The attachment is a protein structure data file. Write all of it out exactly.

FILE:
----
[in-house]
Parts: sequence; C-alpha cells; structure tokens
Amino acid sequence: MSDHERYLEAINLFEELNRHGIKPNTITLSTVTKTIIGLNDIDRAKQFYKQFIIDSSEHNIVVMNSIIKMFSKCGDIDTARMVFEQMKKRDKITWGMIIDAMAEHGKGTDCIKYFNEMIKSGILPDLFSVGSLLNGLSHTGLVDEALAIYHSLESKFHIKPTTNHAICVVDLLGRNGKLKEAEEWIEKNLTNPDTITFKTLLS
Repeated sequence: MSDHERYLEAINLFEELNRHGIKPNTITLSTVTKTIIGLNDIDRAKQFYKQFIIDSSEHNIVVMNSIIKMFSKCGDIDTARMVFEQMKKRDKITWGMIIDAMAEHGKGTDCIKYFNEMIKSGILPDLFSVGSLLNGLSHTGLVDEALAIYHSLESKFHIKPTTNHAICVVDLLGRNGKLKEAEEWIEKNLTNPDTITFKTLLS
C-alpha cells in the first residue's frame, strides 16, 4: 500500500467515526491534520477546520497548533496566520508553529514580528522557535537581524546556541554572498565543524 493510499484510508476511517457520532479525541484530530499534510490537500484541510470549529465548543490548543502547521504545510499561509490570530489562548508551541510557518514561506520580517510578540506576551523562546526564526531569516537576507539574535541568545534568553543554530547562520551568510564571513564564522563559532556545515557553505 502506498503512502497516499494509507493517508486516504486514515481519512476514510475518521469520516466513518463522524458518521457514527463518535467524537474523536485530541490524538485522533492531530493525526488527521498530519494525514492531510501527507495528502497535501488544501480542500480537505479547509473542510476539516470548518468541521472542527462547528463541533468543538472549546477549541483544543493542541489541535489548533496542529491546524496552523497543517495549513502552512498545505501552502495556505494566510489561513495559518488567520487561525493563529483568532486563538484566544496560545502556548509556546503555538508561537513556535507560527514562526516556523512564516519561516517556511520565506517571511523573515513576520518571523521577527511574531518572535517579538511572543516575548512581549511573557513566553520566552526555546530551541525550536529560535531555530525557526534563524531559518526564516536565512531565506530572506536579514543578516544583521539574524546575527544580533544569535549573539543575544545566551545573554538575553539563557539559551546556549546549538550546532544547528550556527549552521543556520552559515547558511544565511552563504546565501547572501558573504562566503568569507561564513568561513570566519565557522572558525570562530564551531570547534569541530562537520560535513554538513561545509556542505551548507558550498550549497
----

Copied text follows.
[in-house]
Parts: sequence; C-alpha cells; structure tokens
Amino acid sequence: MSDHERYLEAINLFEELNRHGIKPNTITLSTVTKTIIGLNDIDRAKQFYKQFIIDSSEHNIVVMNSIIKMFSKCGDIDTARMVFEQMKKRDKITWGMIIDAMAEHGKGTDCIKYFNEMIKSGILPDLFSVGSLLNGLSHTGLVDEALAIYHSLESKFHIKPTTNHAICVVDLLGRNGKLKEAEEWIEKNLTNPDTITFKTLLS
Repeated sequence: MSDHERYLEAINLFEELNRHGIKPNTITLSTVTKTIIGLNDIDRAKQFYKQFIIDSSEHNIVVMNSIIKMFSKCGDIDTARMVFEQMKKRDKITWGMIIDAMAEHGKGTDCIKYFNEMIKSGILPDLFSVGSLLNGLSHTGLVDEALAIYHSLESKFHIKPTTNHAICVVDLLGRNGKLKEAEEWIEKNLTNPDTITFKTLLS
C-alpha cells in the first residue's frame, strides 16, 4: 500500500467515526491534520477546520497548533496566520508553529514580528522557535537581524546556541554572498565543524 493510499484510508476511517457520532479525541484530530499534510490537500484541510470549529465548543490548543502547521504545510499561509490570530489562548508551541510557518514561506520580517510578540506576551523562546526564526531569516537576507539574535541568545534568553543554530547562520551568510564571513564564522563559532556545515557553505 502506498503512502497516499494509507493517508486516504486514515481519512476514510475518521469520516466513518463522524458518521457514527463518535467524537474523536485530541490524538485522533492531530493525526488527521498530519494525514492531510501527507495528502497535501488544501480542500480537505479547509473542510476539516470548518468541521472542527462547528463541533468543538472549546477549541483544543493542541489541535489548533496542529491546524496552523497543517495549513502552512498545505501552502495556505494566510489561513495559518488567520487561525493563529483568532486563538484566544496560545502556548509556546503555538508561537513556535507560527514562526516556523512564516519561516517556511520565506517571511523573515513576520518571523521577527511574531518572535517579538511572543516575548512581549511573557513566553520566552526555546530551541525550536529560535531555530525557526534563524531559518526564516536565512531565506530572506536579514543578516544583521539574524546575527544580533544569535549573539543575544545566551545573554538575553539563557539559551546556549546549538550546532544547528550556527549552521543556520552559515547558511544565511552563504546565501547572501558573504562566503568569507561564513568561513570566519565557522572558525570562530564551531570547534569541530562537520560535513554538513561545509556542505551548507558550498550549497